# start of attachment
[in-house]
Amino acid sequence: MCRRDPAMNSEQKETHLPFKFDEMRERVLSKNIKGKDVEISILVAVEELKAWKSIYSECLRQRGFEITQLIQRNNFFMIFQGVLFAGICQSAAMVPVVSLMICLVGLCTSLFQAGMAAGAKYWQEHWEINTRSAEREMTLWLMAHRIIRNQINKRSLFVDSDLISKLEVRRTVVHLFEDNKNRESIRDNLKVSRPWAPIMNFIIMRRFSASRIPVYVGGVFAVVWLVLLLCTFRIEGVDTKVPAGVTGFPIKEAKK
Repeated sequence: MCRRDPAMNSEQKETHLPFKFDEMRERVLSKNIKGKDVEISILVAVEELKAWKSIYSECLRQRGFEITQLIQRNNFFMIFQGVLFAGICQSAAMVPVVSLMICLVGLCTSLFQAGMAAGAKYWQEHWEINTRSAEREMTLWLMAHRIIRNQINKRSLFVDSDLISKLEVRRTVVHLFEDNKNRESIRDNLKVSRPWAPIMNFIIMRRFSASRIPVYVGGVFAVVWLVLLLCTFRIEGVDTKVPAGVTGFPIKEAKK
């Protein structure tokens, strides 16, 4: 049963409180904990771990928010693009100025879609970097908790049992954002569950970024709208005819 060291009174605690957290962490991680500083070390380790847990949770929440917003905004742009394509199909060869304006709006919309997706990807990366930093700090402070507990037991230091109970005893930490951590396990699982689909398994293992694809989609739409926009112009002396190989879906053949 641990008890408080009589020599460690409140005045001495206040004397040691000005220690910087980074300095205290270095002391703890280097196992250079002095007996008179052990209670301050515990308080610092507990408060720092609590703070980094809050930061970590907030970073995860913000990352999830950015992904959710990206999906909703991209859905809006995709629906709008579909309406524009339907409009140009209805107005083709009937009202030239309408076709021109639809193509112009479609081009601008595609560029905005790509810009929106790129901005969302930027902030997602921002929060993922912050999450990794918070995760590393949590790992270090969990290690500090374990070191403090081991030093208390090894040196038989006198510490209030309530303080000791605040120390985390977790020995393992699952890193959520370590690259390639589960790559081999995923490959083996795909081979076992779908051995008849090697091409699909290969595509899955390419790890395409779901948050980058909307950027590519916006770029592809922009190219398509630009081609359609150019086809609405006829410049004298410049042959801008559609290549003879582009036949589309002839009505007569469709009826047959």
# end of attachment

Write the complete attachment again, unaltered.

[in-house]
Amino acid sequence: MCRRDPAMNSEQKETHLPFKFDEMRERVLSKNIKGKDVEISILVAVEELKAWKSIYSECLRQRGFEITQLIQRNNFFMIFQGVLFAGICQSAAMVPVVSLMICLVGLCTSLFQAGMAAGAKYWQEHWEINTRSAEREMTLWLMAHRIIRNQINKRSLFVDSDLISKLEVRRTVVHLFEDNKNRESIRDNLKVSRPWAPIMNFIIMRRFSASRIPVYVGGVFAVVWLVLLLCTFRIEGVDTKVPAGVTGFPIKEAKK
Repeated sequence: MCRRDPAMNSEQKETHLPFKFDEMRERVLSKNIKGKDVEISILVAVEELKAWKSIYSECLRQRGFEITQLIQRNNFFMIFQGVLFAGICQSAAMVPVVSLMICLVGLCTSLFQAGMAAGAKYWQEHWEINTRSAEREMTLWLMAHRIIRNQINKRSLFVDSDLISKLEVRRTVVHLFEDNKNRESIRDNLKVSRPWAPIMNFIIMRRFSASRIPVYVGGVFAVVWLVLLLCTFRIEGVDTKVPAGVTGFPIKEAKK
């Protein structure tokens, strides 16, 4: 049963409180904990771990928010693009100025879609970097908790049992954002569950970024709208005819 060291009174605690957290962490991680500083070390380790847990949770929440917003905004742009394509199909060869304006709006919309997706990807990366930093700090402070507990037991230091109970005893930490951590396990699982689909398994293992694809989609739409926009112009002396190989879906053949 641990008890408080009589020599460690409140005045001495206040004397040691000005220690910087980074300095205290270095002391703890280097196992250079002095007996008179052990209670301050515990308080610092507990408060720092609590703070980094809050930061970590907030970073995860913000990352999830950015992904959710990206999906909703991209859905809006995709629906709008579909309406524009339907409009140009209805107005083709009937009202030239309408076709021109639809193509112009479609081009601008595609560029905005790509810009929106790129901005969302930027902030997602921002929060993922912050999450990794918070995760590393949590790992270090969990290690500090374990070191403090081991030093208390090894040196038989006198510490209030309530303080000791605040120390985390977790020995393992699952890193959520370590690259390639589960790559081999995923490959083996795909081979076992779908051995008849090697091409699909290969595509899955390419790890395409779901948050980058909307950027590519916006770029592809922009190219398509630009081609359609150019086809609405006829410049004298410049042959801008559609290549003879582009036949589309002839009505007569469709009826047959």